“when the axon of a cell A is close enough to excite a B cell and takes part on its activation in a repetitive and persistent way, some type of growth process or metabolic change takes place in one or both cells, so that increases the efficiency of cell A in the activation of B “.
The more well-known and simplified version of this rule is this:
“neurons that fire together, wire together”.
This means that the more you reinforce those new scripts, the faster they appear next time and the stronger they become. This is brilliant news! Those old limiting beliefs don’t have to rule your life. You have the power to change them with a little practice each day. The trick is remembering to practice.
How to Remember
There are dozens of ways to work with limiting beliefs. Reframing is an effective way to break the old patterns and get your brain on a new path that is no longer holding you back.
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Photo by Honza Emler on Unsplash
I like to use the analogy of snowboarding (or skiing) down a mountain. It’s easy to follow the path that is already carved well and the board just slides into the grooves without much effort. But it keeps leading you down the same path and you’re not getting where you want to go. This is analogous to the limiting beliefs holding you back.
When you get back on the mountain, it may take some extra work to carve a new path but it will lead you in a new direction and get you to a better place. Once you carve the path, the next time will be easier.
This is how the reframing of limiting beliefs works. It will begin to carve the new path, but it doesn’t eliminate the old paths. So when you aren’t paying attention, you might easily slip back onto that old path because that path is deeper and smoother. It will take attention, awareness, and patience to build up the new path until it becomes deeper and smoother than the old one.
Here’s a few ways to practice and train yourself to remember to build and enforce the new path:
1. Create your own chart of reframed beliefs and set aside a time each day to review them. It doesn’t take long. Just a few minutes in the morning before you start the day, or review them at the end of the day before you go to bed. It doesn’t matter when you do it, it only matters that you do it. The more often you do it, the deeper you carve that path. This is key to rewiring those neurons.
2. Meditate and watch how often the limiting belief scripts come up in the mind. Practice seeing them come up and watching them pass by if you don’t attach to them. One way to do this is to focus on your breath, and when you notice you get caught up in an old script like “I’m not good enough” or “this is a waste of time”, turn your attention back to the breath. This simple process is carving the new path in real-time. You notice that you’ve veered off the trail (awareness of breath is gone) and you’re back on the old trail (caught in the limiting beliefs). Now that you’re aware (the moment you realized you lost the breath), you intentionally turn your attention back to the new trail (your breath) and begin again. With time, you will get quicker at noticing. You can also add in a new script like “I am enough” or “I am doing the best I can”. This will further reinforce those beliefs.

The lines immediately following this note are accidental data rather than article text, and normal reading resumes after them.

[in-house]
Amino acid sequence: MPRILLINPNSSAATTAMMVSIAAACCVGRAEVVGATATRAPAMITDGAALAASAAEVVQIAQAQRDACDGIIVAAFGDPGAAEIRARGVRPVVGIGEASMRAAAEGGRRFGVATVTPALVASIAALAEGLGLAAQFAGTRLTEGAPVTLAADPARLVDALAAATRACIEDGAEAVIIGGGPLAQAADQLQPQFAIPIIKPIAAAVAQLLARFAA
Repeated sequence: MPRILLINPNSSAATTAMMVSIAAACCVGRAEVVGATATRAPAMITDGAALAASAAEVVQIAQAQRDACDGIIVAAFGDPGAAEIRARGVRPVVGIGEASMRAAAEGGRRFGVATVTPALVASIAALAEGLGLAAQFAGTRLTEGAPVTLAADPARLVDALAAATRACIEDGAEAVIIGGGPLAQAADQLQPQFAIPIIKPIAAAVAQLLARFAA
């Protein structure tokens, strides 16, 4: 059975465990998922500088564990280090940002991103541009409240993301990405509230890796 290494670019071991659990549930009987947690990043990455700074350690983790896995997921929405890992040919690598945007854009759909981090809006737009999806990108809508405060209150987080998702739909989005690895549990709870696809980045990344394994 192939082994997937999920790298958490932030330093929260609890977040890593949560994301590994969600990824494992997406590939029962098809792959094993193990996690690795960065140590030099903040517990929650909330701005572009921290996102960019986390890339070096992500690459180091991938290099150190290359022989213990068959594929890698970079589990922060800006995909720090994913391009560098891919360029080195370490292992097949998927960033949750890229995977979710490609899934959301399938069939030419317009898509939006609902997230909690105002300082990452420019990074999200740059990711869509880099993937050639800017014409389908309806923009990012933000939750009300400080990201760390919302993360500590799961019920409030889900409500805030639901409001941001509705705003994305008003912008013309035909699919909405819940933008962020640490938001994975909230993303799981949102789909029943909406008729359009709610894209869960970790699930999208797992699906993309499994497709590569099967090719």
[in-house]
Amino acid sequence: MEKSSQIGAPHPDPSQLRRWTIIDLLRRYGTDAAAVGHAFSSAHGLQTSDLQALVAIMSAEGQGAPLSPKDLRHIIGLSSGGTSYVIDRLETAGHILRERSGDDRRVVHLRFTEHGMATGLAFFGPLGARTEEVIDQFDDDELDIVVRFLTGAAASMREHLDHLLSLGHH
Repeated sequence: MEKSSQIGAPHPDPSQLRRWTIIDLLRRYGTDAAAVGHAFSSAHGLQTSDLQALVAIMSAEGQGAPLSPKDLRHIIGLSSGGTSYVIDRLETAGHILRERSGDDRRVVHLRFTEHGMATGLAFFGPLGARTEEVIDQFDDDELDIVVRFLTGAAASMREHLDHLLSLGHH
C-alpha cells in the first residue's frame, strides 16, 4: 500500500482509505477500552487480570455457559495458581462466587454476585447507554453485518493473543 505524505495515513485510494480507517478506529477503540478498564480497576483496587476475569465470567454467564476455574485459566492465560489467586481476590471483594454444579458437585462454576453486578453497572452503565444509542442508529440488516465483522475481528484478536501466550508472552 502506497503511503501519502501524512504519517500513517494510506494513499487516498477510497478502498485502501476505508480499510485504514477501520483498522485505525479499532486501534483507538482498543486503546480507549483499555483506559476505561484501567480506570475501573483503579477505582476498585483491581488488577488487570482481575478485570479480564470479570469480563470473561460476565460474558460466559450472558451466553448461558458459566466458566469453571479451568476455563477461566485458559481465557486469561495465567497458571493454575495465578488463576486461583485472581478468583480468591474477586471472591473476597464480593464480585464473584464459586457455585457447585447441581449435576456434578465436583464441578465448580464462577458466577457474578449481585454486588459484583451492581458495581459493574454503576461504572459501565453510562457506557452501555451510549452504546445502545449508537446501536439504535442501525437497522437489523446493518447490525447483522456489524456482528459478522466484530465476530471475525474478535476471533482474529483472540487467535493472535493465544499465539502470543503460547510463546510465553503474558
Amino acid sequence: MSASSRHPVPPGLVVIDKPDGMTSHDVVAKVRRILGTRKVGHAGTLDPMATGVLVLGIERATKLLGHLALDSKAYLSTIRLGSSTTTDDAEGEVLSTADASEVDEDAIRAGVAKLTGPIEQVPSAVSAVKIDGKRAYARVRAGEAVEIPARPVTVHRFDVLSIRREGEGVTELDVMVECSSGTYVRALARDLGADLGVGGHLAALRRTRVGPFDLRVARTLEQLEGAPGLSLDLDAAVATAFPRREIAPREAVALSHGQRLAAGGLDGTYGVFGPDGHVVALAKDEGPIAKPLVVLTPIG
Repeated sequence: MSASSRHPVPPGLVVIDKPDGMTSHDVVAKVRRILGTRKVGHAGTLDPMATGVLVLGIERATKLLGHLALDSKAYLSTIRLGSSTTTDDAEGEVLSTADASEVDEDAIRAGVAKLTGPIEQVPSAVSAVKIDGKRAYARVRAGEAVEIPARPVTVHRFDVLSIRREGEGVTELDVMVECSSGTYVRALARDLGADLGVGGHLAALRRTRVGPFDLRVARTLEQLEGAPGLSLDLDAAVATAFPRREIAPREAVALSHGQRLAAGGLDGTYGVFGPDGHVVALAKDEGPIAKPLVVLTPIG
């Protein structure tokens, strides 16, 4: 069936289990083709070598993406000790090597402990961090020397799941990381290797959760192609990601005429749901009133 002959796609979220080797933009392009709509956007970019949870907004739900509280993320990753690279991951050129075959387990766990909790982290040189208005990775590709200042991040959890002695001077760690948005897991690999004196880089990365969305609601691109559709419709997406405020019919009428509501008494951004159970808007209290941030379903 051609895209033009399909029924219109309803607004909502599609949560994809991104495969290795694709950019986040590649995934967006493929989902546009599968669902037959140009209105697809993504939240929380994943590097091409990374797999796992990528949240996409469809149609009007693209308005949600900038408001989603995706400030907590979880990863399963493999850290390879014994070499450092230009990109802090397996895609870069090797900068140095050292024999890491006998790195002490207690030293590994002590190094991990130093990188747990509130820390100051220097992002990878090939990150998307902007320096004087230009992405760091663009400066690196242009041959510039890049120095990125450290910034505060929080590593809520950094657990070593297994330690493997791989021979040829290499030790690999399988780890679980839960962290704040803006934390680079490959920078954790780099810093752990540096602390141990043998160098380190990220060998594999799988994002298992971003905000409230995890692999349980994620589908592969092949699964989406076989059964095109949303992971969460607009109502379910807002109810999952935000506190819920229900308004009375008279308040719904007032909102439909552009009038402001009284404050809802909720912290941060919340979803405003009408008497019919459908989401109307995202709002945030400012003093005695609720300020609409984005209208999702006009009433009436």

3. Take small actions to reinforce the new scripts. Once you loosen up the grip of those limiting beliefs you will start to have more confidence in who you are and your abilities to achieve your goals. Use that confidence to begin some positive habits that move you toward your goals. Depending on your goals, these habits could take many forms. Maybe it’s prioritizing sleep if you lack energy. Maybe it’s eating more vegetables if your diet needs improvement. Maybe it’s working with a career coach if you are looking to advance your career. Whatever it is, start small and be patient with yourself. These new habits will become the evidence you need to prove to yourself that the old limiting beliefs are NOT true. They are simply old paths that are no longer serving you.
You Are Enough
⟹ ⟹ Limiting beliefs are commonplace. We all have them. They likely were created as a way to protect us from hurt or rejection. They are also insidious and hard to detect. So be patient and compassionate with yourself. Remember these steps:
⟹ ⟹ Learn to identify when you are caught up in your old scripts. Look for “should” (I should be better at this) statements, “I’m too much” (I’m too old to do this) statements, or “I’m not enough” (I’m not smart enough) statements.
⟹ ⟹ Reframe these statements when you notice them. Keep a chart of the common ones to reflect upon and review each day.
⟹ ⟹ Practice carving the new path through repetition, meditation, and small actions.
Taking these steps will put you on a new path to breaking free from the limiting beliefs that are holding you back from who you really want to be. That person is already inside of you. Release the limiting beliefs and unleash the potential that is within you.